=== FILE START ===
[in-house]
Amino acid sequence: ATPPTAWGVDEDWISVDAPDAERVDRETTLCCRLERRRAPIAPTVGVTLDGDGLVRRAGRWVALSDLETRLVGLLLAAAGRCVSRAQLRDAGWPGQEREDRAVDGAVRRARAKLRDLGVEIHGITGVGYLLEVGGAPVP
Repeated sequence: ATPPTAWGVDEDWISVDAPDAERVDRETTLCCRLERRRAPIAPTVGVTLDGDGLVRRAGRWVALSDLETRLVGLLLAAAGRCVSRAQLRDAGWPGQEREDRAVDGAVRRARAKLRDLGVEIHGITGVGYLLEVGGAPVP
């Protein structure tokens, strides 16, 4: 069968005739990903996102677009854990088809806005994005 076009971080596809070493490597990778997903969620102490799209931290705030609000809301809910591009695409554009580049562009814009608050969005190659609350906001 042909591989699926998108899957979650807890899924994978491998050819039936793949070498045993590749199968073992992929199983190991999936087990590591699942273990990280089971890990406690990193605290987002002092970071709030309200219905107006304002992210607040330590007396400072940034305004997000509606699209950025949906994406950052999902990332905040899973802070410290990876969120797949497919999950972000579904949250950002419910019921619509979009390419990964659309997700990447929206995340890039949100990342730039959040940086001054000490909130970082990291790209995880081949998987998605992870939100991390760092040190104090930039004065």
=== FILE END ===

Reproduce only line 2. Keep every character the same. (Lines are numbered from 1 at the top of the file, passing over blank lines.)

Amino acid sequence: ATPPTAWGVDEDWISVDAPDAERVDRETTLCCRLERRRAPIAPTVGVTLDGDGLVRRAGRWVALSDLETRLVGLLLAAAGRCVSRAQLRDAGWPGQEREDRAVDGAVRRARAKLRDLGVEIHGITGVGYLLEVGGAPVP